History of The Tibetan Book of the Dead to be Told During CWRU Talk

Donald Lopez

Donald Lopez

Since its publication in 1927, The Tibetan Book of the Dead by W.Y. Evans-Wentz has inspired people from Carl Jung and Timothy Leary to healthcare workers in the hospice movement to adopt Buddhist ways.

But what separates fact from fiction in the book? Donald Lopez, a Buddhism scholar from the University of Michigan and the Arthur E. Link Distinguished University Professor of Buddhism and Tibetan Studies, will talk about the bestseller’s history during the concluding talk of the 2011 Asian Studies Lecture Series at Case Western Reserve University.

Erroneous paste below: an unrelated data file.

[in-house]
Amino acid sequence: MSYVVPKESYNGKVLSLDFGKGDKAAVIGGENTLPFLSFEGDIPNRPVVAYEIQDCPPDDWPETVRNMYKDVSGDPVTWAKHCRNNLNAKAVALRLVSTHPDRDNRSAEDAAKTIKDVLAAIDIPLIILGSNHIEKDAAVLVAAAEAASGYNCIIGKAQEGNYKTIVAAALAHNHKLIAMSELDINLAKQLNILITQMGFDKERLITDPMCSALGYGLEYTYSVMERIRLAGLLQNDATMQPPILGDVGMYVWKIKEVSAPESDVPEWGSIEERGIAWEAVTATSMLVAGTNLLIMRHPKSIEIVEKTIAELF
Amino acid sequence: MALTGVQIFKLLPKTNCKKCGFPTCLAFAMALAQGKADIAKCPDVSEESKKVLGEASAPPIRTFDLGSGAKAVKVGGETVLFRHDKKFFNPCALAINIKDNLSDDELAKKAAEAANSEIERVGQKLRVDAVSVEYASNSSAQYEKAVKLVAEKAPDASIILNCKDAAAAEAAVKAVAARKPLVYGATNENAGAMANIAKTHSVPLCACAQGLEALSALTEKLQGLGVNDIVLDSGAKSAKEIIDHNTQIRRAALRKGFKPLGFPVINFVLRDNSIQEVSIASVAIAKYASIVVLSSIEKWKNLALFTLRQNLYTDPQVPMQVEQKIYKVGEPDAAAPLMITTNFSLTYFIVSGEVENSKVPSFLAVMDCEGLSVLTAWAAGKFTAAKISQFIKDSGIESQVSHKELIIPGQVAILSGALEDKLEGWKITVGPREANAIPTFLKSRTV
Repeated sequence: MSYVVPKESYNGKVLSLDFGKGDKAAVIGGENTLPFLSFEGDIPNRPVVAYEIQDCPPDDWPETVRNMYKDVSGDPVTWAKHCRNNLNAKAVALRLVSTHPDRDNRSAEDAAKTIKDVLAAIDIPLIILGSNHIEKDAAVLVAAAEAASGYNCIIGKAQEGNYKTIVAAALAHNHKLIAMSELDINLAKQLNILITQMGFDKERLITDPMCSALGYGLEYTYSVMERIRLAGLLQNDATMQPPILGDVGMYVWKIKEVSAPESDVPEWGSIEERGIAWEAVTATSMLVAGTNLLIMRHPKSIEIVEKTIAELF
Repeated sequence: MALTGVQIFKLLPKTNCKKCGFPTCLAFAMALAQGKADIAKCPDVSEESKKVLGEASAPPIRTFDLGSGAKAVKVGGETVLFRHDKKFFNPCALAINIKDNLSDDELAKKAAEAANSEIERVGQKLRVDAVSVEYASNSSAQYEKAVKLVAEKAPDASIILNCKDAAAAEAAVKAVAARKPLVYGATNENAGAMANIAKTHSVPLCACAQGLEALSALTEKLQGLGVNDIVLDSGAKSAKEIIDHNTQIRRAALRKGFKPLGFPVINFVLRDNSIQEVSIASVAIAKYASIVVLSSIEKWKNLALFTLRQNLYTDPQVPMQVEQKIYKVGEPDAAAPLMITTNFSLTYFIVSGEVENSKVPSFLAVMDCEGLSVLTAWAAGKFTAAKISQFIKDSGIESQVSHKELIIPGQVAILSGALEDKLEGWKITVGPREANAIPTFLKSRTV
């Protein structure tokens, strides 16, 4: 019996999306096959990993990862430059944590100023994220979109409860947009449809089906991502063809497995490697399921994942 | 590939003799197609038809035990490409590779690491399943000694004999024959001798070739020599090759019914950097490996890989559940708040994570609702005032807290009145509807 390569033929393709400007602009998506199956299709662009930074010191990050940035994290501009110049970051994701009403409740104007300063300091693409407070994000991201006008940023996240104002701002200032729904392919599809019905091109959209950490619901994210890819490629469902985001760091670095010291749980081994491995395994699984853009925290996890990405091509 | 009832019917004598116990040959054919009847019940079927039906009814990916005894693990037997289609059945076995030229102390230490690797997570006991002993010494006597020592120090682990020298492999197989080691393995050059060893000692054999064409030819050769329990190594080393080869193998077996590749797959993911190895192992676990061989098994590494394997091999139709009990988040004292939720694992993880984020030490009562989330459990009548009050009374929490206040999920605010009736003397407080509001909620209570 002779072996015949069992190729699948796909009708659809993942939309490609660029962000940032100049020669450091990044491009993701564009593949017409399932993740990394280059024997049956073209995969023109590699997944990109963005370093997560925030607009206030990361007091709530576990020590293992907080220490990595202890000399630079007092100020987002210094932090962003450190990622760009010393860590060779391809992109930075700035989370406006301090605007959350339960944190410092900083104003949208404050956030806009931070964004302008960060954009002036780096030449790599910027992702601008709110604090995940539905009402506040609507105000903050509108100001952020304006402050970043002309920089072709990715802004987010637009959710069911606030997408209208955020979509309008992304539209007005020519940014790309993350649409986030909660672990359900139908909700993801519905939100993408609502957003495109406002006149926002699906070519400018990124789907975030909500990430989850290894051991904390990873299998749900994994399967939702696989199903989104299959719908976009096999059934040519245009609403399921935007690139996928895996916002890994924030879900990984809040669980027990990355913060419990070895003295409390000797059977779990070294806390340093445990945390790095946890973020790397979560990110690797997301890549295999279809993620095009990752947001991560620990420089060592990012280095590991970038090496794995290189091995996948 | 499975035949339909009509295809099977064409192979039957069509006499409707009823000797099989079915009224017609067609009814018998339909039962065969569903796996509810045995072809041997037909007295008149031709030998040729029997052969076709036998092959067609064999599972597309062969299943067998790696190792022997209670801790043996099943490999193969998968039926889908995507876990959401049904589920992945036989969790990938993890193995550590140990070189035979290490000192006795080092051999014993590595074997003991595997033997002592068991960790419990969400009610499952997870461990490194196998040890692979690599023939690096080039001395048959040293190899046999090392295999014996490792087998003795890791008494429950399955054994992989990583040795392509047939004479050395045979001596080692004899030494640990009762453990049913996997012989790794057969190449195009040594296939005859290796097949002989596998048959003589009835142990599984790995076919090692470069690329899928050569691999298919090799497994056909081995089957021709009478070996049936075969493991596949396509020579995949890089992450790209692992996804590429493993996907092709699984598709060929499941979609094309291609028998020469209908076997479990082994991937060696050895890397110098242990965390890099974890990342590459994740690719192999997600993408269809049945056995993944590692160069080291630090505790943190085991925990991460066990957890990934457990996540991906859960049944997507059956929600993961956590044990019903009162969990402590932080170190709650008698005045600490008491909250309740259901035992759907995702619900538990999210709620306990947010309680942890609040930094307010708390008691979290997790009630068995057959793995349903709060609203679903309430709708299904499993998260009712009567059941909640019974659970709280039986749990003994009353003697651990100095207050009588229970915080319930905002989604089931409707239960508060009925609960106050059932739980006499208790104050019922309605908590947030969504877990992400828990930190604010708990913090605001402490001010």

The free, public lecture, “Tibet, America and the Book of the Dead” begins at 4:30 p.m. Tuesday, April 26, in Clark Hall 309.

Lopez, who is chair of Michigan Society of Fellows, is the author of The Tibetan Book of the Dead: A Biography. His book follows the evolution of the book’s origin from Evans-Wentz’s travels to the Himalayas where he chanced upon some Buddhist text that was translated into English by a local schoolteacher. Evans-Wentz and the teacher worked together to create a book that has sold more than 1 million copies and taken twists and turns in its interpretation over past decades.

“This lecture will tell the story of how an obscure Tibetan work became the most famous Buddhist text in the western world and an instant classic,” said anthropologist Charlotte Ikels, director of the Asian Studies Program at Case Western Reserve.

For information, call 216.368.0097 or visit case.edu/artsci/asia.

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